Jotting down some thoughts on some of the issues we were looking into at the last meeting.
This would be very difficult without some sort of screening and registration process. Because patent applications are subjected to examination before being granted there are comparatively few cases where novelty of an invention is in dispute (especially as such disputes can be resolved by challenging the application prior to grant).
On the whole, moral rights would appear to be compatible with our directions, but the length may be excessive, lasting the life of the author. Attribution isn’t necessarily an issue, but integrity might be.
- Berne Convention (1886)
- UCC Geneva (1952)
- UCC Paris (1957)
- TRIPS (1994)
- WIPO Copyright Treaty (1996).
- ACTA (2011)
- Singapore-Australia (2003)
- Australia-US (2004)
- Thailand-Australia (2004)
- Australia-Chile (2009)
- Malaysia-Australia (2012)
- ASEAN-Au-NZ (2014)
- Korea-Australia (2014)
- China-Australia (2015)
- Japan-Australia (2015)
- Trans-Pacific Partnership (2016)
Some helpful guidance on this comes from Christian Engström and Rick Falkvinge, The Case for Copyright Reform (2012), 82–84:
Wouldn’t it be better to adapt the protection times according to what is reasonable for different categories of works?
This is actually what I (Christian Engström) thought myself … . I … thought it was quite reasonable to have a longer protection time for computer programs, since they quite often continue to be useful long after they were written. Code that I wrote in 1984-86 still runs in production today, and continues to generate income for that company. This is something different than a pop song, which at best is popular for a year or so, before it is forgotten to leave room for new songs. This is what I felt.
But my friend, who has a background as a musician (but is now a copyright lawyer, since that is an easier way to make a living), had the completely opposite opinion. He saw computer programs as something that you upgrade at least every second or third year. Programs older than that would have no commercial value, so it ought to be enough with a quite short protection time for computer programs. Music, on the other hand, could very often live forever, so the protection time for music ought to be much longer. This is what he felt.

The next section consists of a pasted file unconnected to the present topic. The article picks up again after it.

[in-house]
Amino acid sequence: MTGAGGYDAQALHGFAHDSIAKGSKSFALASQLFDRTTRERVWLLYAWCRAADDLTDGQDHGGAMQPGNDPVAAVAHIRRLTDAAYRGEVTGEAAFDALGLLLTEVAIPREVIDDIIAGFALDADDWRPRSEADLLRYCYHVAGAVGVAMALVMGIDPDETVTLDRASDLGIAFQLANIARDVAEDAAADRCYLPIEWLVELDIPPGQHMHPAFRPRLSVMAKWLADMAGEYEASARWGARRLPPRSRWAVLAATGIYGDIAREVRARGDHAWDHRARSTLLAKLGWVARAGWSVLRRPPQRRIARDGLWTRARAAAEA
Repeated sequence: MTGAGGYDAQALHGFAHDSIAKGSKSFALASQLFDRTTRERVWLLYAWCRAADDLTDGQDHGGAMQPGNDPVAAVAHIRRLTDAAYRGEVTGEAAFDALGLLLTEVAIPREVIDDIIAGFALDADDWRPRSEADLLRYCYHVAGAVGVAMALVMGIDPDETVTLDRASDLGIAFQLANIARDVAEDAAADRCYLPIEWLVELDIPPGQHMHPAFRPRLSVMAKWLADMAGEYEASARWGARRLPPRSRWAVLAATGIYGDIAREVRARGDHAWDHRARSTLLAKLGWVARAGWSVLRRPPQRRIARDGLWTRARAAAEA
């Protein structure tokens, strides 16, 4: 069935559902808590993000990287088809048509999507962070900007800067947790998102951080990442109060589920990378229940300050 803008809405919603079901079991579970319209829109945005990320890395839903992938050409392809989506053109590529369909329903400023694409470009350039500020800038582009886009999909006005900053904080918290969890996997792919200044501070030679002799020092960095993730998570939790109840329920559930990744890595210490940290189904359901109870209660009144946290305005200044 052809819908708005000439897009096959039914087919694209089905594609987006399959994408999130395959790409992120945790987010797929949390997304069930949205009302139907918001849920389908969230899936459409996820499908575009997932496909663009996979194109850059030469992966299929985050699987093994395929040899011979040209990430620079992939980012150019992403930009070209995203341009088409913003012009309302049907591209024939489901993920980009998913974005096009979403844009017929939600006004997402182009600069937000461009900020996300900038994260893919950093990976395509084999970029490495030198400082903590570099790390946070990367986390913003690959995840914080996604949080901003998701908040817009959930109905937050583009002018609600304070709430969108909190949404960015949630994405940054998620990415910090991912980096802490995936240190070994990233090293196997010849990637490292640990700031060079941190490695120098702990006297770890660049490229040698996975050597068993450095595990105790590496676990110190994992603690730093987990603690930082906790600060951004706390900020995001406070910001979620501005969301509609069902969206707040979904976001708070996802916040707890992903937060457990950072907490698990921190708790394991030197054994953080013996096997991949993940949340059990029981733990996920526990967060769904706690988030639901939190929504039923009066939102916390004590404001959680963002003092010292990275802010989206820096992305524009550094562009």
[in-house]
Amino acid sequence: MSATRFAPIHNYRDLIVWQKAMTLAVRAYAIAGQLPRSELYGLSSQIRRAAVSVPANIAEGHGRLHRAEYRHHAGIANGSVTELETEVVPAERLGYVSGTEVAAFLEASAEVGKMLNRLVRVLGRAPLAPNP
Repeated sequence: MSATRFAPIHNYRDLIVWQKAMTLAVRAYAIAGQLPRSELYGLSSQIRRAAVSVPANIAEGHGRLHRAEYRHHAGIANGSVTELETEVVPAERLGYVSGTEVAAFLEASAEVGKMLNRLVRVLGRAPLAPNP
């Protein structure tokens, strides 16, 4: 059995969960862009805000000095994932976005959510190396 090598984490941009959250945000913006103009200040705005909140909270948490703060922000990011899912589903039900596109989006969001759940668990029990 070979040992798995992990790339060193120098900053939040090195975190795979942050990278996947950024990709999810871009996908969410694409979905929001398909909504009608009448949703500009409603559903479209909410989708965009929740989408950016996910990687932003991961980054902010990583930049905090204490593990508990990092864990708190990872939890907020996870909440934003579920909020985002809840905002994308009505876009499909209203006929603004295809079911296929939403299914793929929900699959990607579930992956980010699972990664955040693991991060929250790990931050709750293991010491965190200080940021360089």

And this is how it normally is, my friend, who had had similar discussions with other people, told me. For the kind of works that is closest to your own heart, you would normally find it reasonable to have a longer protection time, but shorter for everything else. This is how most people feel, it appears. …
But if you look at the issue from an investor’s point of view, things become different. The music industry may be very different from the computer software sector, but they have one thing in common. Money is money, regardless of what sector you choose to invest it in.
When an investor makes the decision to invest in a project in any industry – it may be music, lm, computer programs for the mass market, or anything else – he will calculate his business case with a certain time to get a return on his investment. If the project goes according to plan it is supposed to cover its cost and make a profit within x years. If not, it is a failure. …
This is of course even more so in the cultural sector. Who can predict what will be cool and hip two or three years from now, in such a fast moving landscape as culture. Most cultural projects are expected to pay for themselves and make a profit within a year.
By looking at the protection times from an investor’s point of view, we can justify having the same protection time for all works, even though they are different. The purpose of the economic exclusivity part of copyright is to attract investors to the cultural sector. And investors think in the same way regardless of what they are investing in.